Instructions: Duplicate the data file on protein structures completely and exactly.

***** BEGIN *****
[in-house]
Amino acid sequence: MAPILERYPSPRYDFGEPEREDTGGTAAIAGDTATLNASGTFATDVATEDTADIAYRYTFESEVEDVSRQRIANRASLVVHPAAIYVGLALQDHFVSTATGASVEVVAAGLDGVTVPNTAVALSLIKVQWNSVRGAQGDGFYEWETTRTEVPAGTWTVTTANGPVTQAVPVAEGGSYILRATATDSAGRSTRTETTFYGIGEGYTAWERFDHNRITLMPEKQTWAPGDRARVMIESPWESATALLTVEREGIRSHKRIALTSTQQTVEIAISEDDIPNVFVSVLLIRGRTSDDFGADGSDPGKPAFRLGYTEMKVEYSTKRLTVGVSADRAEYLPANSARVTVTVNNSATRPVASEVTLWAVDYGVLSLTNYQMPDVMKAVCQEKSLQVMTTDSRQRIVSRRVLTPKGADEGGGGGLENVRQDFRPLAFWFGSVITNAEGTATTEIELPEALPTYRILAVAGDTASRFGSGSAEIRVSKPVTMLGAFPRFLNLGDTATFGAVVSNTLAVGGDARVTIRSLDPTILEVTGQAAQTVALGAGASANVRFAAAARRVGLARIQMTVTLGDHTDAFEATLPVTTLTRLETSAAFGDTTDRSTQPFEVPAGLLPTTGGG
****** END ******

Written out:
[in-house]
Amino acid sequence: MAPILERYPSPRYDFGEPEREDTGGTAAIAGDTATLNASGTFATDVATEDTADIAYRYTFESEVEDVSRQRIANRASLVVHPAAIYVGLALQDHFVSTATGASVEVVAAGLDGVTVPNTAVALSLIKVQWNSVRGAQGDGFYEWETTRTEVPAGTWTVTTANGPVTQAVPVAEGGSYILRATATDSAGRSTRTETTFYGIGEGYTAWERFDHNRITLMPEKQTWAPGDRARVMIESPWESATALLTVEREGIRSHKRIALTSTQQTVEIAISEDDIPNVFVSVLLIRGRTSDDFGADGSDPGKPAFRLGYTEMKVEYSTKRLTVGVSADRAEYLPANSARVTVTVNNSATRPVASEVTLWAVDYGVLSLTNYQMPDVMKAVCQEKSLQVMTTDSRQRIVSRRVLTPKGADEGGGGGLENVRQDFRPLAFWFGSVITNAEGTATTEIELPEALPTYRILAVAGDTASRFGSGSAEIRVSKPVTMLGAFPRFLNLGDTATFGAVVSNTLAVGGDARVTIRSLDPTILEVTGQAAQTVALGAGASANVRFAAAARRVGLARIQMTVTLGDHTDAFEATLPVTTLTRLETSAAFGDTTDRSTQPFEVPAGLLPTTGGG